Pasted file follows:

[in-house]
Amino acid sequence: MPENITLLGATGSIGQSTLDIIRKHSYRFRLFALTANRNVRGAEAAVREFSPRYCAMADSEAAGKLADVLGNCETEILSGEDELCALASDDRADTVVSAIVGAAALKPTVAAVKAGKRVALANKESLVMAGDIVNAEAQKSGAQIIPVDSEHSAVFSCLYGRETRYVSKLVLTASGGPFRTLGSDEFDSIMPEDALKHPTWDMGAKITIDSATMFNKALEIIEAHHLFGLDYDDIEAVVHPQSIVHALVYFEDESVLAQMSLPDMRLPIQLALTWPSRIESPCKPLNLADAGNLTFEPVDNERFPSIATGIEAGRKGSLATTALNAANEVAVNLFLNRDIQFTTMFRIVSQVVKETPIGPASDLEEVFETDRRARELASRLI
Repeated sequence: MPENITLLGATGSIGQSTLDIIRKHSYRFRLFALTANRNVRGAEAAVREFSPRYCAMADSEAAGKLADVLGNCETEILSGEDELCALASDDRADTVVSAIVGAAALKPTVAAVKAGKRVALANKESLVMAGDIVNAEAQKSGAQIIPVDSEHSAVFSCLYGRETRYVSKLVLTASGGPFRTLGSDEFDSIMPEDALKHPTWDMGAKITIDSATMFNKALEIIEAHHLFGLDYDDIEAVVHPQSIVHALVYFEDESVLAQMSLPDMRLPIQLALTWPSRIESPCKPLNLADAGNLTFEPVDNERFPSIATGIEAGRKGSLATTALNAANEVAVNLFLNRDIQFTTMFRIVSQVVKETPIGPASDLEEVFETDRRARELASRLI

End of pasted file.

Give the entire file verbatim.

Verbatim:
[in-house]
Amino acid sequence: MPENITLLGATGSIGQSTLDIIRKHSYRFRLFALTANRNVRGAEAAVREFSPRYCAMADSEAAGKLADVLGNCETEILSGEDELCALASDDRADTVVSAIVGAAALKPTVAAVKAGKRVALANKESLVMAGDIVNAEAQKSGAQIIPVDSEHSAVFSCLYGRETRYVSKLVLTASGGPFRTLGSDEFDSIMPEDALKHPTWDMGAKITIDSATMFNKALEIIEAHHLFGLDYDDIEAVVHPQSIVHALVYFEDESVLAQMSLPDMRLPIQLALTWPSRIESPCKPLNLADAGNLTFEPVDNERFPSIATGIEAGRKGSLATTALNAANEVAVNLFLNRDIQFTTMFRIVSQVVKETPIGPASDLEEVFETDRRARELASRLI
Repeated sequence: MPENITLLGATGSIGQSTLDIIRKHSYRFRLFALTANRNVRGAEAAVREFSPRYCAMADSEAAGKLADVLGNCETEILSGEDELCALASDDRADTVVSAIVGAAALKPTVAAVKAGKRVALANKESLVMAGDIVNAEAQKSGAQIIPVDSEHSAVFSCLYGRETRYVSKLVLTASGGPFRTLGSDEFDSIMPEDALKHPTWDMGAKITIDSATMFNKALEIIEAHHLFGLDYDDIEAVVHPQSIVHALVYFEDESVLAQMSLPDMRLPIQLALTWPSRIESPCKPLNLADAGNLTFEPVDNERFPSIATGIEAGRKGSLATTALNAANEVAVNLFLNRDIQFTTMFRIVSQVVKETPIGPASDLEEVFETDRRARELASRLI